Intrinsic to any Holocaust-themed film is the precarious balancing act between the magnitude of the historical tragedy and an individual narrative that can hook a viewer. Director Niki Caro and screenwriter Angela Workman adapt Diane Ackerman’s non-fiction book, making it almost entirely about Antonina Žabiński (Jessica Chastain), who assisted her husband Jan (Johan Heldenbergh) in running the Warsaw Zoo circa 1939, before eventually turning it into a sanctuary for Polish Jews during the German occupation. Caro offers some of the fascinating details that made Ackerman’s book, including the underground assembly line for smuggling Jews out of the Warsaw ghetto and eventually out of the country, while Chastain effectively captures the compassion for all living things central to Antonina’s actions. But the story comes to focus on her interactions with Lutz Heck, the Nazi head of the Berlin Zoo (Daniel Brühl), and Jan’s petty jealousy as he observes Heck’s attentions to Antonina. The problems of two people, hill of beans, etc., yet somehow the big picture of the lives the Žabińskis saved gets obscured by taking the book’s deceptive title at face value.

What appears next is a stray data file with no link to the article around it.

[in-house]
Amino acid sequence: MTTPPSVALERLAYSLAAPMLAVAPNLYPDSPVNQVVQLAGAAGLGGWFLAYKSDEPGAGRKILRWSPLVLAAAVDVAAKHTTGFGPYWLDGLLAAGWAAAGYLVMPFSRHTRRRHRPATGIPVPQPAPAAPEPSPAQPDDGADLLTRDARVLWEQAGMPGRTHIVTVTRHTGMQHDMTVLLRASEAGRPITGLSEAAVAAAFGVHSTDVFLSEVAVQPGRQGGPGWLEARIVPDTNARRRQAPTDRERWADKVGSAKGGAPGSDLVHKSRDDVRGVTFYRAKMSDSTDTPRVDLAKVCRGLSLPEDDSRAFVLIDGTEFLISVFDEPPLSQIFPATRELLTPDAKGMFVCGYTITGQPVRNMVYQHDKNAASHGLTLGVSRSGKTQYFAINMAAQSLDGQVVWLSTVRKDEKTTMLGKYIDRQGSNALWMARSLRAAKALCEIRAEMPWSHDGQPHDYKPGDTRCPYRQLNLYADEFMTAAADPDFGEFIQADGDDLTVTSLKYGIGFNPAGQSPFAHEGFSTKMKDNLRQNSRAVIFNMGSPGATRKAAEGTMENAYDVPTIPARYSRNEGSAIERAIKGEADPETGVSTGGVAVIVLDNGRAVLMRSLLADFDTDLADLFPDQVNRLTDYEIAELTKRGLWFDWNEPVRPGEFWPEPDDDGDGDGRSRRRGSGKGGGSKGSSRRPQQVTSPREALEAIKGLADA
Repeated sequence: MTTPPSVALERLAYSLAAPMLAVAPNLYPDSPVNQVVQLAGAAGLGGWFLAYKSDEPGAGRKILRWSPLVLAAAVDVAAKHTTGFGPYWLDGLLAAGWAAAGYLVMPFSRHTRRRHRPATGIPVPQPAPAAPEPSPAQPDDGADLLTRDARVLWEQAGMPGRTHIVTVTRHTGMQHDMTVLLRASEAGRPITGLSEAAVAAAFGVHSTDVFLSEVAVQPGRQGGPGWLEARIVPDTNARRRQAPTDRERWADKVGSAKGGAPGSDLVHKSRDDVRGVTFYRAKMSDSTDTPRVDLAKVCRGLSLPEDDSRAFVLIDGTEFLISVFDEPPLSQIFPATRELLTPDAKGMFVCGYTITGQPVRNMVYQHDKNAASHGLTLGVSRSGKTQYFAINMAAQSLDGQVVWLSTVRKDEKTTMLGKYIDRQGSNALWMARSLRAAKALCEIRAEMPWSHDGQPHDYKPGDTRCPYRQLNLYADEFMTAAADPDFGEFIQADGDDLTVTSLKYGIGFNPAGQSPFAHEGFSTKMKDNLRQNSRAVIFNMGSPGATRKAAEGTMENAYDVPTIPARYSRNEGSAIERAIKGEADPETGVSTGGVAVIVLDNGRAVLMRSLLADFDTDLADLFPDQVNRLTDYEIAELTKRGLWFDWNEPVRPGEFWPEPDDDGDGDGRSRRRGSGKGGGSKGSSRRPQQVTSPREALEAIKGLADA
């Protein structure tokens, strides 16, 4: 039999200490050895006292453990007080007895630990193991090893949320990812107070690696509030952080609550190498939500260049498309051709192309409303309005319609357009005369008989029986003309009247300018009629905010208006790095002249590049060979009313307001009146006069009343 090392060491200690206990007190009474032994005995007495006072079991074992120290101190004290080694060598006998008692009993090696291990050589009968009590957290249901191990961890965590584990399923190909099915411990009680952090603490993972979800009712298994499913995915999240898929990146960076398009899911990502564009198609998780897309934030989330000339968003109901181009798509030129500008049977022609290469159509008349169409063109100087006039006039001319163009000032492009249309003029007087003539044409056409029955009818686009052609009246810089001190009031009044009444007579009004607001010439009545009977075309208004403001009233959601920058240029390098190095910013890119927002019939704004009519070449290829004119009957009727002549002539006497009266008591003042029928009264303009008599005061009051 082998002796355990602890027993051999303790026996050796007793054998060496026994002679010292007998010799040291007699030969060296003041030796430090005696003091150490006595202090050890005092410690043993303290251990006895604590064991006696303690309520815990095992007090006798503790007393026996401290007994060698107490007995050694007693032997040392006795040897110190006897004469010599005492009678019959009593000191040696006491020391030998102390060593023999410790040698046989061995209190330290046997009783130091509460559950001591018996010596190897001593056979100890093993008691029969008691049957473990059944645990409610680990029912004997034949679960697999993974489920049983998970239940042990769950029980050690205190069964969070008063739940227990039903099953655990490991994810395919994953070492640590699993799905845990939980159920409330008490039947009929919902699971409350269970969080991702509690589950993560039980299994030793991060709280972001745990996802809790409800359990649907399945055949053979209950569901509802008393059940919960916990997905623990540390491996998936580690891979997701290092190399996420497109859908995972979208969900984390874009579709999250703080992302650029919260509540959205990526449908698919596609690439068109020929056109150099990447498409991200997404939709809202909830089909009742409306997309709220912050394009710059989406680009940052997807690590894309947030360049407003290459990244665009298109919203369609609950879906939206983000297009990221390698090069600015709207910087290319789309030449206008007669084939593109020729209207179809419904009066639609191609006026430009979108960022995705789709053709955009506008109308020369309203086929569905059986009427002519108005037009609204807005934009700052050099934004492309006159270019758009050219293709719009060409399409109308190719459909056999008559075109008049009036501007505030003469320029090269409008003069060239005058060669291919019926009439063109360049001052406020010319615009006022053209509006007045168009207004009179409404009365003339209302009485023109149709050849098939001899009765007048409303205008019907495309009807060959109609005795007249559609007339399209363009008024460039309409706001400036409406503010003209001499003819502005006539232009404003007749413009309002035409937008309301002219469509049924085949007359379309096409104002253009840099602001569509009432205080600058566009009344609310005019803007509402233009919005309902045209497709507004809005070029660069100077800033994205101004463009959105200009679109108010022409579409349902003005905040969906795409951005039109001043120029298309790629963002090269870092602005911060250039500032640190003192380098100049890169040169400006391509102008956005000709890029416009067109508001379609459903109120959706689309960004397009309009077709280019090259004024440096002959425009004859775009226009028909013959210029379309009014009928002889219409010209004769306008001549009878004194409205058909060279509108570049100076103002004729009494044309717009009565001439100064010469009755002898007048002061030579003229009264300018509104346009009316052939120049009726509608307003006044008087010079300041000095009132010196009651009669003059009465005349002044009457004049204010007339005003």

Director: Niki Caro
Producer: Jeff Abberley, Jamie Patricof, Diane Miller Levin, Kim Zubick, Marc Butan, Robbie Rowe Tollin, Mike Tollin, Jessica Chastain, Kevan Van Thompson, Mickey Liddell, Pete Shilaimon and Jennifer Monroe
Cast: Jessica Chastain, Johan Heldenbergh, Michael McElhatton, Daniel Brühl, Iddo Goldberg, Anna Rust, Brian Caspe, Goran Kostic, Shira Haas and Efrat Dor